We call them eye doctors. But they are Eye Care Professionals. You know who I am talking about. We see the advertisements for these eye care professionals around us. “Local Eye Care Clinic”. Then we make the appointment. We get their and someone takes us to an office. We have those few puffs of air blown in our eyes. Then these eye care professionals put drops in our eyes so we can no longer see.
Who are all these people? Am I seeing the right person? Do I have the right Eye Care Professionals taking care of me?
There in not enough importance being placed of periodic eye examinations or vision examinations . Yet they play a critical part in you and I having a solid preventive health care plan. An eye exam, or a vision exam, can reveal a lot about your general health. This is why it is so important to get regular eye checkups. Even if you don’t wear glasses or contact lenses, you still need these eye exams. Which brings us to the question, who is the right Eye Care specialists to visit.
An eye care professional (ECP) is an individual who provides a service related to the eyes or vision. It is any healthcare worker involved in eye care, from one with a small amount of post-secondary training to practitioners with a doctoral level of education. Wikipedia lists the following eye care professionals (not in the same order).
Oculist is a rather out of date and old-fashioned term. If you had lived in previous centuries, when you had trouble seeing street signs, reading small print, or suddenly had horrible eye pain, then you would have visited an oculist. Simply put, this was a doctor who dealt with eye disorders. We would call them an Eye Doctor today.
Orthoptics is an ophthalmic field pertaining to the evaluation and treatment of patients with disorders of the visual system with an emphasis on binocular vision and eye movements.
Most Orthoptists commonly work in pediatric ophthalmology settings. While Orthoptists serve patients of all ages, many of patients are children. This is due to the nature of many binocular disorders found in children. Adult care in the field of Orthoptics is also uniquely challenging and rewarding. This is typically found in settings of ophthalmology specific to neuro-ophthalmology and adult eye muscle disorders.
An ocularist is a thoroughly trained professional who is skilled in the art of fitting, painting and fabricating custom ocular prostheses. In addition to creating custom ocular prostheses, and providing long-term care through periodic examinations, an ocularist provides the patient with complete instructions on the care and maintenance of their prosthesis.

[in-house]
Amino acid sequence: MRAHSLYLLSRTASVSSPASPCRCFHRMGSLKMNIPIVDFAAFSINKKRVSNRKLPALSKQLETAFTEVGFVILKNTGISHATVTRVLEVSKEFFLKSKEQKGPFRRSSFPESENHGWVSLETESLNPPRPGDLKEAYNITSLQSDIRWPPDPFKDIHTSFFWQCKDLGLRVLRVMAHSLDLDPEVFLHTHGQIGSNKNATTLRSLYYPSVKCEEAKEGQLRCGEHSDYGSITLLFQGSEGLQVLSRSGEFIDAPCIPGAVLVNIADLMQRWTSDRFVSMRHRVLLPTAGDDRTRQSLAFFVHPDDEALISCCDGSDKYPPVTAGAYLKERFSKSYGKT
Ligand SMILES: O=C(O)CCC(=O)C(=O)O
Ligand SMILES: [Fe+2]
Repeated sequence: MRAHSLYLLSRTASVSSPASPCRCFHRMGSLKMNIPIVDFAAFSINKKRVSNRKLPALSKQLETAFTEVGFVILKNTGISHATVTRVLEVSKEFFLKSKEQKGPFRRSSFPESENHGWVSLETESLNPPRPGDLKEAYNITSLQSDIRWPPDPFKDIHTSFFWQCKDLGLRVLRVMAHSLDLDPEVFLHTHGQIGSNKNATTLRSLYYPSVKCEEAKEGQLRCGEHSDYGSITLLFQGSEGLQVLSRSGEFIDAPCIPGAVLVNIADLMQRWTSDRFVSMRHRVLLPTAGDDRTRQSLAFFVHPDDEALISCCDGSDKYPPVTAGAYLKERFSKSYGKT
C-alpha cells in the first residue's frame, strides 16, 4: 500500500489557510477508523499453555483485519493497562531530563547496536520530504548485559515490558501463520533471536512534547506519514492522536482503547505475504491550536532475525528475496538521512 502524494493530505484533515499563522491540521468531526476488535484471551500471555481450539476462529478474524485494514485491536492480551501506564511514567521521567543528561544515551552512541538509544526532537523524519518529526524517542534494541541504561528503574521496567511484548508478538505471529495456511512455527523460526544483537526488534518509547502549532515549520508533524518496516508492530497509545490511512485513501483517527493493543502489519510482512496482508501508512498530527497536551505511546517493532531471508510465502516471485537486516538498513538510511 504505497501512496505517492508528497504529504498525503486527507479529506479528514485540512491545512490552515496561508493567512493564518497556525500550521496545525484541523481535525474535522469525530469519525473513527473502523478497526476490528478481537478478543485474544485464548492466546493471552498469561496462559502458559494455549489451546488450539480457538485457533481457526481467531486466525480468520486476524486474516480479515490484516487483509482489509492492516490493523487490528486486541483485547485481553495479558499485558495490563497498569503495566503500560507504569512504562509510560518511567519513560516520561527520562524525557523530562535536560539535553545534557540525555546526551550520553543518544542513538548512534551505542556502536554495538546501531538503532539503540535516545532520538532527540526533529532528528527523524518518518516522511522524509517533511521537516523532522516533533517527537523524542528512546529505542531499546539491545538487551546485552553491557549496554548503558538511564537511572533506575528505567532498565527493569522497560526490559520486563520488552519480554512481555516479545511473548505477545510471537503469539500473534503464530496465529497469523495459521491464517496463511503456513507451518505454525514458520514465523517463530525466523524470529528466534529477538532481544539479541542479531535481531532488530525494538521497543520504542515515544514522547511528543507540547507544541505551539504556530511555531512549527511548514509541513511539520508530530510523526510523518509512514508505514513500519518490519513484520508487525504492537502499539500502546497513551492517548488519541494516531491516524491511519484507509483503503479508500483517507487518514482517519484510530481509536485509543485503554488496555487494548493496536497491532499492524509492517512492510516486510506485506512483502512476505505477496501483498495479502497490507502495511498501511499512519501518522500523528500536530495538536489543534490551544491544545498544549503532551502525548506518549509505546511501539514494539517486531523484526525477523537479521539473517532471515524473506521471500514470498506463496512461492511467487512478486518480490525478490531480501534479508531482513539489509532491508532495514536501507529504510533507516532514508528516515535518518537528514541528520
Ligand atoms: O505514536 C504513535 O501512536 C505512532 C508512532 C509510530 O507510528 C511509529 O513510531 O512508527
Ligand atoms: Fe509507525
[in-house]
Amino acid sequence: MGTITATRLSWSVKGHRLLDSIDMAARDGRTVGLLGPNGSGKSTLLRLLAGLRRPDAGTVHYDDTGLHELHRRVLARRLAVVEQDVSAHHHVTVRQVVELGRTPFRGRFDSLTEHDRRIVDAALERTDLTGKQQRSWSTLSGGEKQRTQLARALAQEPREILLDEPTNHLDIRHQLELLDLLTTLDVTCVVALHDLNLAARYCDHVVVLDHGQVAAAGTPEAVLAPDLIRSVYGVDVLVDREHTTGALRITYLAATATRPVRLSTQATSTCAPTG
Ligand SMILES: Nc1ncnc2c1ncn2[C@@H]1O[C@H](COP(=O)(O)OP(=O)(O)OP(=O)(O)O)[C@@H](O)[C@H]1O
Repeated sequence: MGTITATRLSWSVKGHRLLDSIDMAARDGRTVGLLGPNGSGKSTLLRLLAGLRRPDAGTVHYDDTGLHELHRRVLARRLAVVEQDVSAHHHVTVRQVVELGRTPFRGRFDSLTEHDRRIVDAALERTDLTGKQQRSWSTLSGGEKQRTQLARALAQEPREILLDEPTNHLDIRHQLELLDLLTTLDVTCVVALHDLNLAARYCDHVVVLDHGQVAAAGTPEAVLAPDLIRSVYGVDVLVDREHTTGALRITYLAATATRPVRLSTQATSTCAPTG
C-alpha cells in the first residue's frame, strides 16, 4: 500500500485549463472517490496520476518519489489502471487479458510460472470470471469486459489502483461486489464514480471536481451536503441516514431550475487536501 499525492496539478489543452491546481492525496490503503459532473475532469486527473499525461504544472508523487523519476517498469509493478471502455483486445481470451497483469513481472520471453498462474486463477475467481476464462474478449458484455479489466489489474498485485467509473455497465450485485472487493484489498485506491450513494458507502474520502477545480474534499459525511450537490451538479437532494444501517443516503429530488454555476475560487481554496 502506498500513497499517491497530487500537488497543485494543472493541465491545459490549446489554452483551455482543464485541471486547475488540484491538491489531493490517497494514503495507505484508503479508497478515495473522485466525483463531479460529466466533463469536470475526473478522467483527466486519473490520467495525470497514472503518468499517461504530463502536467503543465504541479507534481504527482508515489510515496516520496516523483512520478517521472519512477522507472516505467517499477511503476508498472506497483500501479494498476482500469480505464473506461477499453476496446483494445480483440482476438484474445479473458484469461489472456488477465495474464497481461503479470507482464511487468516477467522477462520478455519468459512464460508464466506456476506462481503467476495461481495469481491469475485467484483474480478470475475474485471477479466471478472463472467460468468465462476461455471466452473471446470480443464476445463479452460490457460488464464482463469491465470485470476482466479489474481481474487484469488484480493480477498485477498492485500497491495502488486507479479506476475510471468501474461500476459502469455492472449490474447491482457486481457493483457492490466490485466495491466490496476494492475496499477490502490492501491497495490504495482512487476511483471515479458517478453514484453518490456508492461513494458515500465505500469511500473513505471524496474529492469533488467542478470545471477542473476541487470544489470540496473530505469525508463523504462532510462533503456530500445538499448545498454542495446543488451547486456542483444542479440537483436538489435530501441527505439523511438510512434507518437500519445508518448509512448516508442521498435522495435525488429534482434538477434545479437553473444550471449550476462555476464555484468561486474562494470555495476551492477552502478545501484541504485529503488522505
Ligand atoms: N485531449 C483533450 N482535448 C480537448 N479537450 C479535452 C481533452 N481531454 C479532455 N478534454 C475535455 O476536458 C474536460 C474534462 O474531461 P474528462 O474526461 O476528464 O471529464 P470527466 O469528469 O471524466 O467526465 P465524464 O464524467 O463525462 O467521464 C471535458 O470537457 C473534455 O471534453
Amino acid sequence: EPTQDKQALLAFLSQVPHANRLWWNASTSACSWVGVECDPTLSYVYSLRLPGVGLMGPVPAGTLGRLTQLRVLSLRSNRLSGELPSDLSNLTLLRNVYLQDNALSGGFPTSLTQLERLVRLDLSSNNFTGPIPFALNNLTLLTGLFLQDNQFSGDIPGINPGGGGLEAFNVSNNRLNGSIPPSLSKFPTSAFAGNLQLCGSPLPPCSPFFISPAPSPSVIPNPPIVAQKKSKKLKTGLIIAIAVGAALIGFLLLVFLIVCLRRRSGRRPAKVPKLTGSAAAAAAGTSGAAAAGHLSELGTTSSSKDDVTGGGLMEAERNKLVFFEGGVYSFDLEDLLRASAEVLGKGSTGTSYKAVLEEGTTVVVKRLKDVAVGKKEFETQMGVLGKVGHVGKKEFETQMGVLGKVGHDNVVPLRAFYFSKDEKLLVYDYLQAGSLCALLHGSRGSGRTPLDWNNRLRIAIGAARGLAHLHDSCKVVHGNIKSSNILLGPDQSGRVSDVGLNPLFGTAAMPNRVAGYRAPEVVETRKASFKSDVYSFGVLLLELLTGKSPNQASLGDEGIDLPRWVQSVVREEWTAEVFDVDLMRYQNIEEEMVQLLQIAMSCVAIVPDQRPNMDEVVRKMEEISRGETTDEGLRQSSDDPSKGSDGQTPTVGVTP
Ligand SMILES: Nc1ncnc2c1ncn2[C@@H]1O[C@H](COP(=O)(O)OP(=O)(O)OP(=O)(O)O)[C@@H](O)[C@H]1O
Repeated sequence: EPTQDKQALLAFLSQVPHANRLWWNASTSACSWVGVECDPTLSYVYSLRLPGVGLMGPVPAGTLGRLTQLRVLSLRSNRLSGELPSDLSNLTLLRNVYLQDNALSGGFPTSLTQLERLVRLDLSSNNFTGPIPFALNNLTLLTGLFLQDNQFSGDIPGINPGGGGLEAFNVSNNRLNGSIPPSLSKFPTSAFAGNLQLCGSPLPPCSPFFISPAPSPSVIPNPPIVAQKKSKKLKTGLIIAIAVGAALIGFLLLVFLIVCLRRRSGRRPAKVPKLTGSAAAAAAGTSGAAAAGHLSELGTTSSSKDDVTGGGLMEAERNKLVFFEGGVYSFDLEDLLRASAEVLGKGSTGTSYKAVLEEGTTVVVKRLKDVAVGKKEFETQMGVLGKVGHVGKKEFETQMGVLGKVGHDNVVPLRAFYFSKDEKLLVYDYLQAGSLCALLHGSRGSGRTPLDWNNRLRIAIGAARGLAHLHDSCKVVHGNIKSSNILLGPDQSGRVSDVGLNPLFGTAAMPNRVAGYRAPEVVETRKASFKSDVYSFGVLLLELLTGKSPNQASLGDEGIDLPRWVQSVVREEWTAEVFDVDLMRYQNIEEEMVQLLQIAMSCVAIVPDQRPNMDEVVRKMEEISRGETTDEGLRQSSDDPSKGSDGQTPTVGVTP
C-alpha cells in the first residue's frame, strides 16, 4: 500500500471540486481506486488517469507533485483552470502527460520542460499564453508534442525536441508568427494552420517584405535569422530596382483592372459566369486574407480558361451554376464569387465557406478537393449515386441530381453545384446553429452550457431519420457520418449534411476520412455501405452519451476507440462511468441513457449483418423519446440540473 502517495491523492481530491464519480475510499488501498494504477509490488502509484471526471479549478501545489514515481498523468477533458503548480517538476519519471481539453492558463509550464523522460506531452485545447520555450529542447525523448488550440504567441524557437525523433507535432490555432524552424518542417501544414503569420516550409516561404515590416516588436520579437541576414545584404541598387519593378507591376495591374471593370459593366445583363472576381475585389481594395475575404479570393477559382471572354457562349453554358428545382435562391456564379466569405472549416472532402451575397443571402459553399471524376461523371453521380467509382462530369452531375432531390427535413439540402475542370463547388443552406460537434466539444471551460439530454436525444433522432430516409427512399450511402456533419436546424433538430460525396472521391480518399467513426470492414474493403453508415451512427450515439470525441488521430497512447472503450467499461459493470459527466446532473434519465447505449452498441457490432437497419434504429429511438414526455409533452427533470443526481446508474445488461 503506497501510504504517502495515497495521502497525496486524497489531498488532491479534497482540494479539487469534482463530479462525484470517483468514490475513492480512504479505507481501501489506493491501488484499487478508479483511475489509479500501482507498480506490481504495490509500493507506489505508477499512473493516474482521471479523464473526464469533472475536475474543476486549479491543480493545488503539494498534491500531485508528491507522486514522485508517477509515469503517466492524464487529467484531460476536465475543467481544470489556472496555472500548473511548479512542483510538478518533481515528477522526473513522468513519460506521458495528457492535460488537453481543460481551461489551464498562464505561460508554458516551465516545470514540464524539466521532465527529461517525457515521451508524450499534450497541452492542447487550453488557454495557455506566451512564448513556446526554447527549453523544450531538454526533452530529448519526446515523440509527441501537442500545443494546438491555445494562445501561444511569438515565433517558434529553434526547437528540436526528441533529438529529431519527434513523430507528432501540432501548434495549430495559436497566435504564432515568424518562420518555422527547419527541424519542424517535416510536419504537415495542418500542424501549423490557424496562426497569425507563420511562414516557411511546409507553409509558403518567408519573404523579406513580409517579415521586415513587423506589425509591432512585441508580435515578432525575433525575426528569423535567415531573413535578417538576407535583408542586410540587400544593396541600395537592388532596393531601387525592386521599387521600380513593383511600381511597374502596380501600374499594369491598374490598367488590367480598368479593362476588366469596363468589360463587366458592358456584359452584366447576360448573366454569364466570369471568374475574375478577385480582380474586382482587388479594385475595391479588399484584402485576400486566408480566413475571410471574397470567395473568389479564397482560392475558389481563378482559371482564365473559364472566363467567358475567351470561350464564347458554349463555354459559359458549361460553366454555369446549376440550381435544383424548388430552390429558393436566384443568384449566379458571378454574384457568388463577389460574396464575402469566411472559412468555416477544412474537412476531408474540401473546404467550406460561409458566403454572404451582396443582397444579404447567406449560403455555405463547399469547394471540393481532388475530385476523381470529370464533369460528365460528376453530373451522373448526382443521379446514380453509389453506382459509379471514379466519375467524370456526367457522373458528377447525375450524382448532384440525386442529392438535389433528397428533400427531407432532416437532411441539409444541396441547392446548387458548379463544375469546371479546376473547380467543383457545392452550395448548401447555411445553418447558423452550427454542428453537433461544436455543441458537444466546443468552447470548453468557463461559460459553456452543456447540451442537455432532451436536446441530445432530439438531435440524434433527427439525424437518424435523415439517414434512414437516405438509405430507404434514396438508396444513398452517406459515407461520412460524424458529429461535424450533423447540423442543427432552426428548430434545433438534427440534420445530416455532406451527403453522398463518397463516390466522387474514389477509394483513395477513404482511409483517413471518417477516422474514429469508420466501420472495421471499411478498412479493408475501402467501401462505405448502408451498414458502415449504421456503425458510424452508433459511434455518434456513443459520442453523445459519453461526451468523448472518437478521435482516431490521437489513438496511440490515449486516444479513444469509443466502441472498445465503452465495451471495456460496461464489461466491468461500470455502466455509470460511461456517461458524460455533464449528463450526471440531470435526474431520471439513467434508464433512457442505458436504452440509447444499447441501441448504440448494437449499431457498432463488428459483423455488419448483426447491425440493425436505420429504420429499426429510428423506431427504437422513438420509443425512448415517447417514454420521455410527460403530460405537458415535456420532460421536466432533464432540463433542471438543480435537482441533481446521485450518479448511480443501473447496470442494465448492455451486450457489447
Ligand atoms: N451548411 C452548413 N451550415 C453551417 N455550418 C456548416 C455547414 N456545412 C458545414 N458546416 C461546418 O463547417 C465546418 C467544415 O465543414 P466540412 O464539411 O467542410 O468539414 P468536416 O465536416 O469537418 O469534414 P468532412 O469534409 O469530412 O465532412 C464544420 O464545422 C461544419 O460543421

Ophthalmic medical personnel
Ophthalmic Medical Personnel are also known as Ophthalmic medical technicians or as allied ophthalmic personnel. They work with an ophthalmologist (eye doctor) to provide patient care by performing eye-related clinical tasks. These tasks include:
- Taking patient medical histories
- Instructing patients about medications, tests and procedures
- Performing vision and diagnostic tests
- Assisting with patient procedures
- Coordinating patient scheduling
- Supervising and training other allied ophthalmic personnel
- Performing office management duties
Unlike a dispensing optician, one who fit contact lenses and glasses, ophthalmic medical technicians work directly with an ophthalmologist conducting patient eye examinations and tests. They are “physician extenders”. This allows an ophthalmologist to see more patients in a day.
An ophthalmologist is a medical or osteopathic doctor who specializes in eye care and vision care. Ophthalmologists diagnose and treat a wider range of conditions than optometrists and opticians. Typical training includes a four-year college degree followed by at least eight years of additional medical training. After completing their years of training and education, Ophthalmologists are licensed to practice medicine and surgery.
An ophthalmologist diagnoses and treats all eye diseases, performs eye surgery and prescribes and fits eyeglasses and contact lenses to correct vision problems. Being a medical doctor, an ophthalmologist may recognize other health problems that aren’t directly related to the eyes. When these health problems are found, they refer the individual to the right medical doctors for treatment.